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Sales and Procurement Need to Engage in Genuine Conversations with John Barrows, Ep #126

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Sales and procurement view each other as enemies—but don’t work to change that mindset. Both sides feel that the other doesn’t understand what they do and they have no empathy for each other. My guest today agrees that this needs to change. Sales and procurement need to start having real and genuine conversations.

In this episode of Negotiations Ninja, John Barrows joins me to start the conversation. Listen along as we chat about preparing for an impending market correction, the animosity between procurement and sales, and how to facilitate open dialogue between the two.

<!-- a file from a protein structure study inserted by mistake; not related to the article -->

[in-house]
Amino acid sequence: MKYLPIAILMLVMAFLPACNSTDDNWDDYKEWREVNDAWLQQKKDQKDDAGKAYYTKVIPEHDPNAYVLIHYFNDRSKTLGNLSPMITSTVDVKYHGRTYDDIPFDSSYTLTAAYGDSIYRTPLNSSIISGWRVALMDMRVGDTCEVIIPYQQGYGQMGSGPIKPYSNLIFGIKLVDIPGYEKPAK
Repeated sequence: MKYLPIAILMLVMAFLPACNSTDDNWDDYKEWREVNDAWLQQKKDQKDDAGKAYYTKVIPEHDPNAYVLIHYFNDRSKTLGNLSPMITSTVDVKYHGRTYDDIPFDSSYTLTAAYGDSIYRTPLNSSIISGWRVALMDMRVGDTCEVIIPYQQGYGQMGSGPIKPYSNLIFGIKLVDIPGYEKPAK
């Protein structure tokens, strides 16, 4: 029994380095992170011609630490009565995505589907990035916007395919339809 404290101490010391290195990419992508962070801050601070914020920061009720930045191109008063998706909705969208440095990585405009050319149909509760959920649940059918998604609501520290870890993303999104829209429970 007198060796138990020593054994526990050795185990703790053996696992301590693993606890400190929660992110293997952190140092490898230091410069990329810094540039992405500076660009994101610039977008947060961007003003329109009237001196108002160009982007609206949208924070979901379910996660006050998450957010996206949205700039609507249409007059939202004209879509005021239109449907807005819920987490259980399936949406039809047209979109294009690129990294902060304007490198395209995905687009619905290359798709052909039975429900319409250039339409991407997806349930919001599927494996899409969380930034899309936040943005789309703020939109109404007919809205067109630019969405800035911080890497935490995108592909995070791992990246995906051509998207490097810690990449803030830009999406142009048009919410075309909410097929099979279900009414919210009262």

John has been in sales his entire career. He was VP of Sales & Marketing with Thrive Networks and Director of Sales & Training with Basho Technologies. Seven years ago, he launched JBarrows Sales Training. He’s passionate about providing customized training using proven sales techniques to help salespeople drive results.

Outline of This Episode

  • [1:53] John Barrows jumps back on the podcast
  • [2:43] John’s background and business
  • [4:54] The interplay between procurement and sales
  • [11:03] Two things sales teams should do to prep for a correction
  • [18:23] It’s time to change the mode of communication
  • [27:13] Understanding payment terms from a procurement viewpoint
  • [30:47] The #1 thing John wishes procurement people knew about salespeople
  • [32:25] John’s Book: I Want to Be in Sales When I Grow Up

Addressing the elephant in the room

John says it like it is: we’ve become fat, dumb, and happy. Companies have scaled up and expect that the trajectory the market has been on will continue. That isn’t going to be the case. He thinks one area that companies neglect is procurement. Salespeople view them as a pain, a group that we never get to talk to or meet with. They don’t know how to deal with them in a way that’s tactical and strategic.